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The Role of Nutrition in Maintaining Health in the Nation’s Elderly: Evaluating Coverage of Nutrition Services for the Medicare Population between nutrition, energy requirements, and disease are complex. Moreover, approaches to diagnosis and management usually have not followed these definitions. Finally, despite global research efforts, there are still many gaps in the understanding of undernutrition in older persons. For each of these markers and syndromes, the following topics are addressed where information is available: commonly used definitions, clinical importance in different settings (e.g., frequency, increased risk for adverse events), potentially treatable contributing factors and assessment methods (including current practice and a more optimal approach), and approaches to treatment and treatment outcomes. There is considerable overlap across conditions with respect to assessment, contributing factors, and treatments. Although this chapter focuses on markers and syndromes of undernutrition, it must be recognized that undernutrition may affect the course of specific acute (e.g., pneumonia [Riquelme et al., 1996]) and chronic diseases (e.g., congestive heart failure, chronic obstructive pulmonary disease, pressure sores). In some instances, the treatment of these diseases (e.g., congestive heart failure) may lead to dietary restrictions that compromise nutritional status (Reuben et al., 1997). In others, the burden of the disorder may lead to increased energy requirements. Finally, some disorders (e.g., stroke with dysphagia, malabsorption) may precipitate undernutrition because of the inability to ingest or absorb nutrients. Although the recognition of these potential influences is important and may guide management, undernutrition accompanying specific diseases will eventually be expressed through the markers and syndromes described below. MARKERS OF UNDERNUTRITION Weight Loss Several definitions of clinically important weight loss have been described. These vary according to the amount of weight lost and the duration of the weight loss. In outpatient settings, commonly employed definitions include more than 10 pounds in 6 months, 4 to 5 percent of body weight in 1 year, or 7.5 percent in 6 months. In the nursing home, the definition of weight loss has usually followed that included in the Omnibus Budget Reconciliation Act (OBRA) regulations of 1987. This legislation mandated implementation of the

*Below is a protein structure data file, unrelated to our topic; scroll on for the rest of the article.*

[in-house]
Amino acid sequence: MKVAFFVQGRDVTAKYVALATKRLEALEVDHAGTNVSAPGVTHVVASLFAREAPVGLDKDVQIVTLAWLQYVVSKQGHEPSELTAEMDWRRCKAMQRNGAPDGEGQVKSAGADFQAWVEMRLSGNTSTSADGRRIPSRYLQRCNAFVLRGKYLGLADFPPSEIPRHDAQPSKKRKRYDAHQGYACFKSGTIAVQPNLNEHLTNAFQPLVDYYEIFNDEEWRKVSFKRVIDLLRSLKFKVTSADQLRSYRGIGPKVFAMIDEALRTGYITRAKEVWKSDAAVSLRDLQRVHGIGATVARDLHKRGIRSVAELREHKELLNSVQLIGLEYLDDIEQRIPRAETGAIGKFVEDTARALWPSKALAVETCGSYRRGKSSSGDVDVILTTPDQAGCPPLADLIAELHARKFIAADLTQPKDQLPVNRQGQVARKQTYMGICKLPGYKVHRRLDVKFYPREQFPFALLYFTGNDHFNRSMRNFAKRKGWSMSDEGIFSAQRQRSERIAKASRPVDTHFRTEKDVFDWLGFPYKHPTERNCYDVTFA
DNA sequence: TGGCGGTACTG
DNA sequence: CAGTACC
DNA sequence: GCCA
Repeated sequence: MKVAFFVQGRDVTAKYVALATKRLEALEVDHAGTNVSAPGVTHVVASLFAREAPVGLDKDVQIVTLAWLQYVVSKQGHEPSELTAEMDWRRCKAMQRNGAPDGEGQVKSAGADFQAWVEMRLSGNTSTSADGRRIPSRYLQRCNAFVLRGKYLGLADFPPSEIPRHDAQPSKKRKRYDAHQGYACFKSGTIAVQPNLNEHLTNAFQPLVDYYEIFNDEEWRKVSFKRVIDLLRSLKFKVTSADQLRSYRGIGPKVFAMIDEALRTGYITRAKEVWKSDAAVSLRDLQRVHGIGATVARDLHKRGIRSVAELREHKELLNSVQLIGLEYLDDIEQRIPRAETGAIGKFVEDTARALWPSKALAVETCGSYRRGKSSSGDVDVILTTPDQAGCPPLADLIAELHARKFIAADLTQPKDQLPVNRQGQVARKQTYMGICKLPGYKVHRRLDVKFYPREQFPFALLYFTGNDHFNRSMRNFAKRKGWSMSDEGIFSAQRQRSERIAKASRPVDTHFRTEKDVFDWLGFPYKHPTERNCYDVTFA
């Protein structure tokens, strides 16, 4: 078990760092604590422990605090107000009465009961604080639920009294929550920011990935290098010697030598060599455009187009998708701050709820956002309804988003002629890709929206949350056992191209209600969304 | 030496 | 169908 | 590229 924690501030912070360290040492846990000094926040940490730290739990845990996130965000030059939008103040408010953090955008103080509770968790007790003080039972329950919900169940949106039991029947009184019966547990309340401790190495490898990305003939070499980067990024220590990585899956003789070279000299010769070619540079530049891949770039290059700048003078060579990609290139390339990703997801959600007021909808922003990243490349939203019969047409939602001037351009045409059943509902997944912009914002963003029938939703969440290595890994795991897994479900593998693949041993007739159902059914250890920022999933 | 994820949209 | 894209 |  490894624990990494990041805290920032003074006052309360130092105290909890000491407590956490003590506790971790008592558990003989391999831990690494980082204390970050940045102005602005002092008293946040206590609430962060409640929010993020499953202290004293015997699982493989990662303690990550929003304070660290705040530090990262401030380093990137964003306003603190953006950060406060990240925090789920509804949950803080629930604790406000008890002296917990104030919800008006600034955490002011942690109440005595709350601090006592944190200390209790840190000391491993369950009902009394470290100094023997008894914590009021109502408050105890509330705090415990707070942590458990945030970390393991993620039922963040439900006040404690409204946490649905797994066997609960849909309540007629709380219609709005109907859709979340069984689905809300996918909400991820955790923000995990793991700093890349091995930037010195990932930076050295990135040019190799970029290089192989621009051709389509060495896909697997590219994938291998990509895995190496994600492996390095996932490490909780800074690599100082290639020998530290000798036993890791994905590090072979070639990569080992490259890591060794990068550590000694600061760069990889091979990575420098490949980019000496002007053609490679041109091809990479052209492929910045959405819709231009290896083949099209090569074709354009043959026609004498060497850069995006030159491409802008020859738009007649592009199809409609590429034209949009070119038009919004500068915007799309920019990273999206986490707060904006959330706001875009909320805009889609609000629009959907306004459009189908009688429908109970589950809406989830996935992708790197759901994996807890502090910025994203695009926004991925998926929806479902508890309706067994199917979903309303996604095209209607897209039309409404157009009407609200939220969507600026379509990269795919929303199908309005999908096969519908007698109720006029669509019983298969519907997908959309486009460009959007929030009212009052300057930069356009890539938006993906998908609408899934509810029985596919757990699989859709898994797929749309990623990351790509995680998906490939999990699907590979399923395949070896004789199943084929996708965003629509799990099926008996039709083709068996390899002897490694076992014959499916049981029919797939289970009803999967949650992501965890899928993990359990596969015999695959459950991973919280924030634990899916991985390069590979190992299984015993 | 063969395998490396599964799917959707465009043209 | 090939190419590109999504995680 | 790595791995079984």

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The Role of Nutrition in Maintaining Health in the Nation’s Elderly: Evaluating Coverage of Nutrition Services for the Medicare Population Minimum Data Set (MDS) and Resident Assessment Protocols (RAPs) in Medicare-certified nursing homes to ensure prompt identification and response to problems in nursing home residents. (The MDS is a functionally based assessment tool; RAPs utilize MDS assessment information to flag potential problem and risk areas in nursing home residents.) The OBRA MDS considers weight loss as greater than or equal to 5 percent of body weight in the past month or greater than or equal to 10 percent in the last 6 months. Clinical Importance A 4-year cohort study determined that the annual incidence of involuntary weight loss (defined as loss of more than 4 percent of body weight) among veterans followed in an outpatient setting was 13.1 percent. Over a 2-year follow-up period, those with involuntary weight loss had an increased risk of mortality (relative risk [RR] = 2.4, 95 percent confidence interval [CI] = 1.3–4.4), which was 28 percent among those who lost weight and 11 percent among those who did not. Individuals with voluntary weight loss had a 36 percent mortality rate during this time (Wallace et al., 1995). In a study of Alzheimer’s patients followed for up to 6 years, greater than or equal to 5 percent weight loss in any year before death predicted mortality (RR 1.5, 95 percent CI = 1.09–2.07); 22 percent of Alzheimer’s patients experienced such weight loss (White et al., 1998). Two longitudinal studies also suggest that weight loss in later life predicts mortality. In the Established Populations for Epidemiologic Studies of the Elderly (EPESE) cohort, older persons who lost 10 percent of their body weight or more between ages 50 and 70 years had higher adjusted risks of mortality (men: RR = 1.69, 95 percent CI = 1.19–1.65; women: RR = 1.62, 95 percent CI = 1.45–1.97) (Losonczy et al., 1995). The Iowa Women’s Health Study demonstrated that women greater than or equal to 55 years of age who had an episode of unintentional weight loss (19 percent of the study participants) had an adjusted OR of 1.45 (95 percent CI = 1.24–1.70) for all-cause 5-year mortality (French et al., 1999). Although the time spans utilized in these latter definitions are impractical for clinical purposes, they do provide evidence of an association between weight loss and subsequent mortality. For the nursing home population, there are fewer prevalence data. One study found that 5 percent of residents at one nursing home met these criteria (Blaum et al., 1997). Weight loss may be an insensitive measure of malnutrition because nursing home residents may stop eating for several weeks between weight measurements.